Posted on 20 March 2020
Houses of the Dead? edited by Alistair Barclay; David Field; and Jim Leary
Despite the chronological disjuncture, linearbandkeramik longhouses have widely been considered to provide ancestral influence for both rectangular and trapezoidal long barrows and cairns, but with the discovery and excavation of more houses in recent times is it possible to observe evidence of more contemporary inspiration? What do the features found beneath long mounds tell us about this and to what extent do they represent domestic structures? Indeed, how can we distinguish between domestic houses or halls and those that may have been constructed for ritual purposes or ended up beneath mounds? Do so called ‘mortuary enclosures’ reflect ritual or domestic architecture and did side ditches always provide material for a mound or for building construction? This collection of papers seeks to explore the interface between structures often considered to be those of the living with those for the dead.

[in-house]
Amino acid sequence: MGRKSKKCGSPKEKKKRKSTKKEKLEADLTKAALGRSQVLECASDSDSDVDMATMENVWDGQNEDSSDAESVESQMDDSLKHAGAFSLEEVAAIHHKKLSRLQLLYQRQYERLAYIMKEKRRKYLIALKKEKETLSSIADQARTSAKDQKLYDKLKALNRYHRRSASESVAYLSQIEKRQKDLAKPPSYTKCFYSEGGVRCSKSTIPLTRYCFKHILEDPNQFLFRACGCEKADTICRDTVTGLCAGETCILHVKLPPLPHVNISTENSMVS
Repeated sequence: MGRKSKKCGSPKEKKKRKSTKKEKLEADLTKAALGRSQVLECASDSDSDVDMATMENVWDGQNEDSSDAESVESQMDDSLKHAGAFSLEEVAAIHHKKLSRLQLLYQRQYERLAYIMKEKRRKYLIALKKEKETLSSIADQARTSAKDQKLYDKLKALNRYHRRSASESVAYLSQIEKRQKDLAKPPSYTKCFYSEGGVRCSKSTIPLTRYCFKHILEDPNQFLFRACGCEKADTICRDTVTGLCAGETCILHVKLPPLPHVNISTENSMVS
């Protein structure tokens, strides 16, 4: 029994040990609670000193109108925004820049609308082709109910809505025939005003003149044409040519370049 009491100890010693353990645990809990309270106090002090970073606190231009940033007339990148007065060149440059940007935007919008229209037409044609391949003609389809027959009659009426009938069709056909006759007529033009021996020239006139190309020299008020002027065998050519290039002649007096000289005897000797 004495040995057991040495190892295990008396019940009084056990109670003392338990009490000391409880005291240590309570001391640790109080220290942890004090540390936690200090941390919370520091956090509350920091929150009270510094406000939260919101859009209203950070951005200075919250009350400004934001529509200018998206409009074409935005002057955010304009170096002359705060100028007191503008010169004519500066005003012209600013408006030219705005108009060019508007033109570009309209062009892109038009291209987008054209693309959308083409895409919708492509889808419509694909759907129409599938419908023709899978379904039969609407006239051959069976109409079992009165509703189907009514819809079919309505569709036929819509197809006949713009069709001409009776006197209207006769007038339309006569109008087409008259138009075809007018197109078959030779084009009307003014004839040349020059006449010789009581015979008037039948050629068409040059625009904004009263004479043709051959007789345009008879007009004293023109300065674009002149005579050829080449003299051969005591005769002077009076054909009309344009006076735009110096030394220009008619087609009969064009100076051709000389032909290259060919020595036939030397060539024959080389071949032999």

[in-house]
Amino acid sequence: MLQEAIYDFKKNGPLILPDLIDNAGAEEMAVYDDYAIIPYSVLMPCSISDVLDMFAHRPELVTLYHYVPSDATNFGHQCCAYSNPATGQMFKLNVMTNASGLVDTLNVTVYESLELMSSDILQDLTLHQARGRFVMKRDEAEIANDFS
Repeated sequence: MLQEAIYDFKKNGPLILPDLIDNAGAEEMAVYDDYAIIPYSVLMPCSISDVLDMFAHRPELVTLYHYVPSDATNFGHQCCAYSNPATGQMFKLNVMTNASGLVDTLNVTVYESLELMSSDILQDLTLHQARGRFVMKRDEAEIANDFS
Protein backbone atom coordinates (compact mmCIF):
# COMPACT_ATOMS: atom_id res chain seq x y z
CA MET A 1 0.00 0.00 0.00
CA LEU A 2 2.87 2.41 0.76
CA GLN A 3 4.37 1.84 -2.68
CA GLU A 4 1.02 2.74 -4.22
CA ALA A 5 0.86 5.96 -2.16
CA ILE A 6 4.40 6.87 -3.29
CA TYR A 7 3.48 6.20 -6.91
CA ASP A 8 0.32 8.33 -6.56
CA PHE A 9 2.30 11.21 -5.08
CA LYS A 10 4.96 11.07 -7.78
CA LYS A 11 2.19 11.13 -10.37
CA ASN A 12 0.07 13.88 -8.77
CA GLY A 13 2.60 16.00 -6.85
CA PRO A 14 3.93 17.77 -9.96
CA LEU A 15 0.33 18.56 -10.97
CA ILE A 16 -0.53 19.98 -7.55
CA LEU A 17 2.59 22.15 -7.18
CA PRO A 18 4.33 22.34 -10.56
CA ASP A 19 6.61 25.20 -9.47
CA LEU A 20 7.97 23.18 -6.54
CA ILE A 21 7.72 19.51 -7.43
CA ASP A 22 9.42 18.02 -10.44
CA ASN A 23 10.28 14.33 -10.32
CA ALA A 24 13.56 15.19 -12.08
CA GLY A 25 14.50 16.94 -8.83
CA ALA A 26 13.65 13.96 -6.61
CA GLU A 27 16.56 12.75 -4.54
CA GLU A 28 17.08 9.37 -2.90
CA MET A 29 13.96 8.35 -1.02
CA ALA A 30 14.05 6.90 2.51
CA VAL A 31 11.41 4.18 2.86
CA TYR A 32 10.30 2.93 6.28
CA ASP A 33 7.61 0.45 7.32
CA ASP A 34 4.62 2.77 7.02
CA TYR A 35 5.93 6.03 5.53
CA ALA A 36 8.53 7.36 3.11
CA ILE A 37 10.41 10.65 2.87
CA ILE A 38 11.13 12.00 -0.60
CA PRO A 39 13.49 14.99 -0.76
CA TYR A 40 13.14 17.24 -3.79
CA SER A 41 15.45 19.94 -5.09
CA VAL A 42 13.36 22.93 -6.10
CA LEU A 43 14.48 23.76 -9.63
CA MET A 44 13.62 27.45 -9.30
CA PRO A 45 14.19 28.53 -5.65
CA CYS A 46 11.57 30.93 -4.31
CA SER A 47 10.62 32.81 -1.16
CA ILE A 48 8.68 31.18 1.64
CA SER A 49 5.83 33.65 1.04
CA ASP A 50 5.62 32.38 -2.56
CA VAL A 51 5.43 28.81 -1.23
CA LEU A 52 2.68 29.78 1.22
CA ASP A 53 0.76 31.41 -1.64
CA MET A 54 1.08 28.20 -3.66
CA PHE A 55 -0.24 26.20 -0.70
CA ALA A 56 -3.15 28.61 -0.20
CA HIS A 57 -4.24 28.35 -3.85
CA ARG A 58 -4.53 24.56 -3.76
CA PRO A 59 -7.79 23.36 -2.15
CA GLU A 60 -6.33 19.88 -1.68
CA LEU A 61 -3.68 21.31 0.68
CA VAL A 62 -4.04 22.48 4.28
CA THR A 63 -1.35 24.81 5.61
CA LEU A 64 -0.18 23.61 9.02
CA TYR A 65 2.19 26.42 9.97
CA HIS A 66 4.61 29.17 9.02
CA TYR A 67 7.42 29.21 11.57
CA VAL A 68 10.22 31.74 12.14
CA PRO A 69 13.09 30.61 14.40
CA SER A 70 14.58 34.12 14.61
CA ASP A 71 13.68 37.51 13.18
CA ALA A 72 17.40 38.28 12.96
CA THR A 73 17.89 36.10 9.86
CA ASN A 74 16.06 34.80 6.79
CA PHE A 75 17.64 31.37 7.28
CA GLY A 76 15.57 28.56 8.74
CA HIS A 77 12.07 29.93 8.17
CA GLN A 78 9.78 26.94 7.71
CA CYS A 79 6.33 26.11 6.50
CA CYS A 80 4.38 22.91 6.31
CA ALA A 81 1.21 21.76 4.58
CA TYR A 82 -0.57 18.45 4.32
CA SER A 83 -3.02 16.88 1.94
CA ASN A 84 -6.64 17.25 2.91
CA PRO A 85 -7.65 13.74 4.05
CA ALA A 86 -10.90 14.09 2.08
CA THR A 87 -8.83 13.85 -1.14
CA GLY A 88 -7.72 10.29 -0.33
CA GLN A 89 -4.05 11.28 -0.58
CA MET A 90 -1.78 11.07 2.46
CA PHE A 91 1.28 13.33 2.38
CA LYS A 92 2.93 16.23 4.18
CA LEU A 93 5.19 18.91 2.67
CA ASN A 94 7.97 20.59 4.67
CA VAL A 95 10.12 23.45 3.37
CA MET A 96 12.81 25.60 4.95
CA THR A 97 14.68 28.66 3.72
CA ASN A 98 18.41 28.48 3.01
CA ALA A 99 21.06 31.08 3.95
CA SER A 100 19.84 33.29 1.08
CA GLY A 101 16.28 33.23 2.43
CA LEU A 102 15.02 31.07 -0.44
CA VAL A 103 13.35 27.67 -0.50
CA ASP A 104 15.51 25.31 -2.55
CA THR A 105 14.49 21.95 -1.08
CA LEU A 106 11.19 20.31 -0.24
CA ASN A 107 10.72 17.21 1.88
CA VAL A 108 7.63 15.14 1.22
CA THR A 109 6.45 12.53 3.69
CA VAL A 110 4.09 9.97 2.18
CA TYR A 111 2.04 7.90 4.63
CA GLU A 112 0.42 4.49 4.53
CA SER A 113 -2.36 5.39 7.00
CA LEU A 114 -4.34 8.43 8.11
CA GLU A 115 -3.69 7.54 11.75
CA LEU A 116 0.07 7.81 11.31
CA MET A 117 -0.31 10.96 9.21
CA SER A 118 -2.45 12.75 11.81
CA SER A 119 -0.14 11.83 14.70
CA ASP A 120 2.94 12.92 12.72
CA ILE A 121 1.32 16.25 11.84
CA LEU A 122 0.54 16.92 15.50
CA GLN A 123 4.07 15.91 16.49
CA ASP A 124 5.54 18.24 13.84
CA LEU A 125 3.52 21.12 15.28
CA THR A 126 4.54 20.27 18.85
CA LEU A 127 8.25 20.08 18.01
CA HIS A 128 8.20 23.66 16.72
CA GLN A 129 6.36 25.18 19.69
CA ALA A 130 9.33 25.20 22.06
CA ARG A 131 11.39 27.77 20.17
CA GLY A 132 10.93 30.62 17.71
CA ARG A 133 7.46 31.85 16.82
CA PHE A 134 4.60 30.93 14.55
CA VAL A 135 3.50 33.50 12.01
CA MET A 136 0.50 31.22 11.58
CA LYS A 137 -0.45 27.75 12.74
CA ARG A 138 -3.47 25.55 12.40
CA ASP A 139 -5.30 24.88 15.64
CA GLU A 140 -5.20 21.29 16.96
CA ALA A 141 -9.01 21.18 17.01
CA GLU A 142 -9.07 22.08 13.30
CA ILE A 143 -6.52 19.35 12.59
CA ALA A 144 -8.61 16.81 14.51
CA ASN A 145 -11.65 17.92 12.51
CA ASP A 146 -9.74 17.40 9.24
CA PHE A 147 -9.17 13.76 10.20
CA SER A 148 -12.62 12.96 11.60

Among the many fascinating chapters, it has a chapter by Jim Leary and colleagues on the Cat's Brain site (Schrödinger’s Cat: Houses for the living and the dead), and another on the dead and the Linearbandkeramik longhouse by Penny Bickle.
Link to the volume: https://www.